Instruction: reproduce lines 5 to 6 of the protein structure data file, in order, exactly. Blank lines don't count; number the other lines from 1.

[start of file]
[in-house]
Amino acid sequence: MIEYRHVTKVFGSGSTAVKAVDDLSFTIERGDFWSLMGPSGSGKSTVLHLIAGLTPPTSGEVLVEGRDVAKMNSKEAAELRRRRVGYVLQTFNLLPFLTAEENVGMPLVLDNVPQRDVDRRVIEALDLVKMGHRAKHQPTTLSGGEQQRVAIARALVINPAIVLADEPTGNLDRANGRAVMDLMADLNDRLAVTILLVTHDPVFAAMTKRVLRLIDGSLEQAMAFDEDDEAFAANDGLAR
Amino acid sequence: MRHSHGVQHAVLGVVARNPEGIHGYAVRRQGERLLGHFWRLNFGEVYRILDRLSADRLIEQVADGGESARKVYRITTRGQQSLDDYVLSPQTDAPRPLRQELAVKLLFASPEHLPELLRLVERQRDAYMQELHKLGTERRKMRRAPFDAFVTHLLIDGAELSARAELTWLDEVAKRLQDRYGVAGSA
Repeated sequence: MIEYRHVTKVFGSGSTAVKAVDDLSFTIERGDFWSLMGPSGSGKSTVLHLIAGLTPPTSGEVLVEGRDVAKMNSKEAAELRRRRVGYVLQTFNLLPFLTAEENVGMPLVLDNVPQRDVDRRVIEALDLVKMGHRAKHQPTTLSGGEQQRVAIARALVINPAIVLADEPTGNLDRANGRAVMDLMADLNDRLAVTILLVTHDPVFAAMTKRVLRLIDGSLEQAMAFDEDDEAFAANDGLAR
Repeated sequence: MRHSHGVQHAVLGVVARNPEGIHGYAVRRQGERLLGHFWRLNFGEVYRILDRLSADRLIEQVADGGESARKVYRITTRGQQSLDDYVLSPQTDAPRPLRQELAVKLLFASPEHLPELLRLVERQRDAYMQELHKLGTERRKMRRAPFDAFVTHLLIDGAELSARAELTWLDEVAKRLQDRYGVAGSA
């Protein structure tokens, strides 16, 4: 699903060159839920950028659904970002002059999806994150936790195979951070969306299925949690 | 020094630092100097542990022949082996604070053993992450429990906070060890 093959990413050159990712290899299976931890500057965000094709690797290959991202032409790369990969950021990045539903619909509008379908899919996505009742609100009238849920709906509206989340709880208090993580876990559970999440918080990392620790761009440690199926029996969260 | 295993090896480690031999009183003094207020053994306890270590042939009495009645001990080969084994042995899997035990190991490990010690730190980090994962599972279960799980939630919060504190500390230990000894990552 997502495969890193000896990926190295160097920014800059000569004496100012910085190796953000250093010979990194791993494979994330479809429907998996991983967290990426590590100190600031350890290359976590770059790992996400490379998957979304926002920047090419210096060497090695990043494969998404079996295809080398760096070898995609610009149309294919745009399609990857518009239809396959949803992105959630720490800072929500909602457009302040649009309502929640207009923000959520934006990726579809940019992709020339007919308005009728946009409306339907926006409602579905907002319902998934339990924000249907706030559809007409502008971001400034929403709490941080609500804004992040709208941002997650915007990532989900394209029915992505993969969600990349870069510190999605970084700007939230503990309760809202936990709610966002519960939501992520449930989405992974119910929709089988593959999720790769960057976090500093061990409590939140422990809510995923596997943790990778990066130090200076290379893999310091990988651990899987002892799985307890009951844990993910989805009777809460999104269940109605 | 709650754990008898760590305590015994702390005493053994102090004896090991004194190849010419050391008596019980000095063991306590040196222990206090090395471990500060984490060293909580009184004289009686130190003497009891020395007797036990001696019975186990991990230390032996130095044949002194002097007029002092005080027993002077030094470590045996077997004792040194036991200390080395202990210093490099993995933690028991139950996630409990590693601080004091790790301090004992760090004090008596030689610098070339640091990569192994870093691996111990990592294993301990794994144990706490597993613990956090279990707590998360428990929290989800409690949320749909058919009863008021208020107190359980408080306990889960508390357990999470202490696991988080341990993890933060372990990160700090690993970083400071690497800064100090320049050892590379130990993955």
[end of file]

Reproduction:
Repeated sequence: MRHSHGVQHAVLGVVARNPEGIHGYAVRRQGERLLGHFWRLNFGEVYRILDRLSADRLIEQVADGGESARKVYRITTRGQQSLDDYVLSPQTDAPRPLRQELAVKLLFASPEHLPELLRLVERQRDAYMQELHKLGTERRKMRRAPFDAFVTHLLIDGAELSARAELTWLDEVAKRLQDRYGVAGSA
């Protein structure tokens, strides 16, 4: 699903060159839920950028659904970002002059999806994150936790195979951070969306299925949690 | 020094630092100097542990022949082996604070053993992450429990906070060890 093959990413050159990712290899299976931890500057965000094709690797290959991202032409790369990969950021990045539903619909509008379908899919996505009742609100009238849920709906509206989340709880208090993580876990559970999440918080990392620790761009440690199926029996969260 | 295993090896480690031999009183003094207020053994306890270590042939009495009645001990080969084994042995899997035990190991490990010690730190980090994962599972279960799980939630919060504190500390230990000894990552 997502495969890193000896990926190295160097920014800059000569004496100012910085190796953000250093010979990194791993494979994330479809429907998996991983967290990426590590100190600031350890290359976590770059790992996400490379998957979304926002920047090419210096060497090695990043494969998404079996295809080398760096070898995609610009149309294919745009399609990857518009239809396959949803992105959630720490800072929500909602457009302040649009309502929640207009923000959520934006990726579809940019992709020339007919308005009728946009409306339907926006409602579905907002319902998934339990924000249907706030559809007409502008971001400034929403709490941080609500804004992040709208941002997650915007990532989900394209029915992505993969969600990349870069510190999605970084700007939230503990309760809202936990709610966002519960939501992520449930989405992974119910929709089988593959999720790769960057976090500093061990409590939140422990809510995923596997943790990778990066130090200076290379893999310091990988651990899987002892799985307890009951844990993910989805009777809460999104269940109605 | 709650754990008898760590305590015994702390005493053994102090004896090991004194190849010419050391008596019980000095063991306590040196222990206090090395471990500060984490060293909580009184004289009686130190003497009891020395007797036990001696019975186990991990230390032996130095044949002194002097007029002092005080027993002077030094470590045996077997004792040194036991200390080395202990210093490099993995933690028991139950996630409990590693601080004091790790301090004992760090004090008596030689610098070339640091990569192994870093691996111990990592294993301990794994144990706490597993613990956090279990707590998360428990929290989800409690949320749909058919009863008021208020107190359980408080306990889960508390357990999470202490696991988080341990993890933060372990990160700090690993970083400071690497800064100090320049050892590379130990993955």